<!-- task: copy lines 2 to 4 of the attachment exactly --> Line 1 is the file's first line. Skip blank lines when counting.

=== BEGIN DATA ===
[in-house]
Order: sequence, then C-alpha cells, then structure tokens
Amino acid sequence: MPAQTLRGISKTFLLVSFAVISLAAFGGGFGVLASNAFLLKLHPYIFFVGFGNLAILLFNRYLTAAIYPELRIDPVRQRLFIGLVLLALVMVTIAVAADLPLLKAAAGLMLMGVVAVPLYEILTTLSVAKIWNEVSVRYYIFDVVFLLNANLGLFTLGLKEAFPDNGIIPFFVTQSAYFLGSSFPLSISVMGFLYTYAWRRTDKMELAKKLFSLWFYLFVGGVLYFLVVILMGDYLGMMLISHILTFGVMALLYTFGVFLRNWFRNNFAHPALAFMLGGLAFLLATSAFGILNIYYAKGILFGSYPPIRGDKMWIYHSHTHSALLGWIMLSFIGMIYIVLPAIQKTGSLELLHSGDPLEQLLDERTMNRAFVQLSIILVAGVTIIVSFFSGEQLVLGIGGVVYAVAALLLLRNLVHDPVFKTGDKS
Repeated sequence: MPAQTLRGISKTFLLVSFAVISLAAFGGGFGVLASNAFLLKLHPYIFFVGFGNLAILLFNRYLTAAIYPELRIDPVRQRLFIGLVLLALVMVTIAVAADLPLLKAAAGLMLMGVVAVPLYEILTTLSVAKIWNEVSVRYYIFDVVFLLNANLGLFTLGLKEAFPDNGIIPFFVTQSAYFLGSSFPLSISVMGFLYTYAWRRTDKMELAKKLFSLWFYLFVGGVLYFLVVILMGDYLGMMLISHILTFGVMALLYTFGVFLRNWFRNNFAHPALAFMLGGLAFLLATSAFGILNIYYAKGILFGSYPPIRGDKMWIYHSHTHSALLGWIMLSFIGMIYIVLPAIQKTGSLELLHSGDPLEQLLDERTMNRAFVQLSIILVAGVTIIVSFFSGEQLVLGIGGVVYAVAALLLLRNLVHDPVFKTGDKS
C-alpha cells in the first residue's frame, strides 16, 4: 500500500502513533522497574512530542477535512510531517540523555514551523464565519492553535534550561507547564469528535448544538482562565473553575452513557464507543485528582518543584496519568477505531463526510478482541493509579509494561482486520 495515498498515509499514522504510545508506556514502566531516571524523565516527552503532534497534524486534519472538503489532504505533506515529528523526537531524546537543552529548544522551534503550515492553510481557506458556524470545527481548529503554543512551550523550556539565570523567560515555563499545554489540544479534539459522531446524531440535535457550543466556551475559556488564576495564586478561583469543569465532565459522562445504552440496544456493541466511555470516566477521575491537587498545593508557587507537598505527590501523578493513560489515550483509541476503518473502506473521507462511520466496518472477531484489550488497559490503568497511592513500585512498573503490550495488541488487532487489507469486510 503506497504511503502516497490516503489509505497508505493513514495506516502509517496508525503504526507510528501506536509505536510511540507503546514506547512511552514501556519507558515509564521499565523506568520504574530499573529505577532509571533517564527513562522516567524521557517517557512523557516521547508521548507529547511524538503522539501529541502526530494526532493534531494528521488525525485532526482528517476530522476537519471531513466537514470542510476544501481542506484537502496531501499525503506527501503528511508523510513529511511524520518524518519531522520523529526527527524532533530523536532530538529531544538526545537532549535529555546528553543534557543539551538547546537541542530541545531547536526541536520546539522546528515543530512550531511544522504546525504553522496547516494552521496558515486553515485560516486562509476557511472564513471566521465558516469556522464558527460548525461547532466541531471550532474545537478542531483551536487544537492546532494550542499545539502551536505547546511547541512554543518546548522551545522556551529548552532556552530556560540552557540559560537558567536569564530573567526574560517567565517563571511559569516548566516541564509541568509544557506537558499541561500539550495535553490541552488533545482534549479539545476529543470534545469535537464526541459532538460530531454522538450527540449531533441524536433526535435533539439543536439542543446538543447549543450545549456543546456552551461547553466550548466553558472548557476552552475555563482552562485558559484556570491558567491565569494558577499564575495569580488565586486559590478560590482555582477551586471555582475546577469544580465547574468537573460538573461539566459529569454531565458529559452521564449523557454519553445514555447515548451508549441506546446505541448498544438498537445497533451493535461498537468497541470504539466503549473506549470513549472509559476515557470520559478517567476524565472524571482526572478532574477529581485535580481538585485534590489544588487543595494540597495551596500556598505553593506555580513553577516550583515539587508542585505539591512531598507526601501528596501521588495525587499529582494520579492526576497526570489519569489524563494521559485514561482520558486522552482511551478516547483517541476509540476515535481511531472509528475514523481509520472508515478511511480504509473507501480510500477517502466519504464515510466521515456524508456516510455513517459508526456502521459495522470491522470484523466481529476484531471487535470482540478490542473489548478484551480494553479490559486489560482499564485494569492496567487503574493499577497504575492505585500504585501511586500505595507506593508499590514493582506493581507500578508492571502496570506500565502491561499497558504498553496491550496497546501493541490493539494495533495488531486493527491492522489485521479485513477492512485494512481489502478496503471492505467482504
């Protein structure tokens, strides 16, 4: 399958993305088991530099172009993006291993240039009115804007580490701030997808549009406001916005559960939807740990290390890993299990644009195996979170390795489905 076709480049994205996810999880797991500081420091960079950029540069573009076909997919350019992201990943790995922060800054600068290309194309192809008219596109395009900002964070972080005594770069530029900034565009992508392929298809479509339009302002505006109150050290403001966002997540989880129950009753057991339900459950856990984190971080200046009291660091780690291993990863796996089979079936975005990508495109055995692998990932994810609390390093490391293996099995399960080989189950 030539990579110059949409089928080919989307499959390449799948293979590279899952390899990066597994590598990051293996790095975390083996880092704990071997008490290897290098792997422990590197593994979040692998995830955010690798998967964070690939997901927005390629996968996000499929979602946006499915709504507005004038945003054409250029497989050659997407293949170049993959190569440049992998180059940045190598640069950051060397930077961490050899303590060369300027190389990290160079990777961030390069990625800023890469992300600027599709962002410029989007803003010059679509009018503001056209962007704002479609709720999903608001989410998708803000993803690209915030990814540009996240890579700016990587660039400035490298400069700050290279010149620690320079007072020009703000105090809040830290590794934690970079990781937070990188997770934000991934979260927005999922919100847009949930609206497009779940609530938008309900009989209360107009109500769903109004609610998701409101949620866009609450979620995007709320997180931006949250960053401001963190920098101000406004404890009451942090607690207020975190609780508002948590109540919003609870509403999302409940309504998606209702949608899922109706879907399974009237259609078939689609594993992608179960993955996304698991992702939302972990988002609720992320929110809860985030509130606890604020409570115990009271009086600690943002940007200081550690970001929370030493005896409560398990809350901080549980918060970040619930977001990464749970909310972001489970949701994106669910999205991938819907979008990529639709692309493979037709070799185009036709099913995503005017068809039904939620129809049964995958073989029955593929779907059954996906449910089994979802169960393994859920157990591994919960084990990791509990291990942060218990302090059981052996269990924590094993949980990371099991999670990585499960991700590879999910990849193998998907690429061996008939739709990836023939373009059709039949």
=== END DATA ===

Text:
Order: sequence, then C-alpha cells, then structure tokens
Amino acid sequence: MPAQTLRGISKTFLLVSFAVISLAAFGGGFGVLASNAFLLKLHPYIFFVGFGNLAILLFNRYLTAAIYPELRIDPVRQRLFIGLVLLALVMVTIAVAADLPLLKAAAGLMLMGVVAVPLYEILTTLSVAKIWNEVSVRYYIFDVVFLLNANLGLFTLGLKEAFPDNGIIPFFVTQSAYFLGSSFPLSISVMGFLYTYAWRRTDKMELAKKLFSLWFYLFVGGVLYFLVVILMGDYLGMMLISHILTFGVMALLYTFGVFLRNWFRNNFAHPALAFMLGGLAFLLATSAFGILNIYYAKGILFGSYPPIRGDKMWIYHSHTHSALLGWIMLSFIGMIYIVLPAIQKTGSLELLHSGDPLEQLLDERTMNRAFVQLSIILVAGVTIIVSFFSGEQLVLGIGGVVYAVAALLLLRNLVHDPVFKTGDKS
Repeated sequence: MPAQTLRGISKTFLLVSFAVISLAAFGGGFGVLASNAFLLKLHPYIFFVGFGNLAILLFNRYLTAAIYPELRIDPVRQRLFIGLVLLALVMVTIAVAADLPLLKAAAGLMLMGVVAVPLYEILTTLSVAKIWNEVSVRYYIFDVVFLLNANLGLFTLGLKEAFPDNGIIPFFVTQSAYFLGSSFPLSISVMGFLYTYAWRRTDKMELAKKLFSLWFYLFVGGVLYFLVVILMGDYLGMMLISHILTFGVMALLYTFGVFLRNWFRNNFAHPALAFMLGGLAFLLATSAFGILNIYYAKGILFGSYPPIRGDKMWIYHSHTHSALLGWIMLSFIGMIYIVLPAIQKTGSLELLHSGDPLEQLLDERTMNRAFVQLSIILVAGVTIIVSFFSGEQLVLGIGGVVYAVAALLLLRNLVHDPVFKTGDKS